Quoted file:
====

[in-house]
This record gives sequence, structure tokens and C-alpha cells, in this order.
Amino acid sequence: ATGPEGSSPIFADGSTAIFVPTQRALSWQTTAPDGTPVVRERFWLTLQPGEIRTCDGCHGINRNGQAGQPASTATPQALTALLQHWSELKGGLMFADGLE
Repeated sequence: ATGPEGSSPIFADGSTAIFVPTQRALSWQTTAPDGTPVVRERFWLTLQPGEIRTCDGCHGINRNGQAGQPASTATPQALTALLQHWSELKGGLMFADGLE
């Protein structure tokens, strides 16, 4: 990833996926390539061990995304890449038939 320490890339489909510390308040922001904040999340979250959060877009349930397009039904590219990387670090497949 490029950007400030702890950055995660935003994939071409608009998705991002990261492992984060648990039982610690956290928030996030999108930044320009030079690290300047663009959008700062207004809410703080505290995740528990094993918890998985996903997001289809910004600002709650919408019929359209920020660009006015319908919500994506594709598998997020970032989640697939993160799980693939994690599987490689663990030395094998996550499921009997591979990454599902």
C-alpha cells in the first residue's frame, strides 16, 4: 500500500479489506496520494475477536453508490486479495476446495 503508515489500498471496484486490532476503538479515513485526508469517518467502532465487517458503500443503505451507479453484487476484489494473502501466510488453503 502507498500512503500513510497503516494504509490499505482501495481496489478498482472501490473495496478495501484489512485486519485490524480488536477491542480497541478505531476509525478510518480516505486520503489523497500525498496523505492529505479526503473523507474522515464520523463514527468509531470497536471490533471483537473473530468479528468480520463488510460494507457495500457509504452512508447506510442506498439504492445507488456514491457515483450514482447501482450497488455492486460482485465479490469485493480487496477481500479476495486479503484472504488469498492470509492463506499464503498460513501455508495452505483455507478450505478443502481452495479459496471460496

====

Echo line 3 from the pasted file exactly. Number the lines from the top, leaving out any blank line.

Amino acid sequence: ATGPEGSSPIFADGSTAIFVPTQRALSWQTTAPDGTPVVRERFWLTLQPGEIRTCDGCHGINRNGQAGQPASTATPQALTALLQHWSELKGGLMFADGLE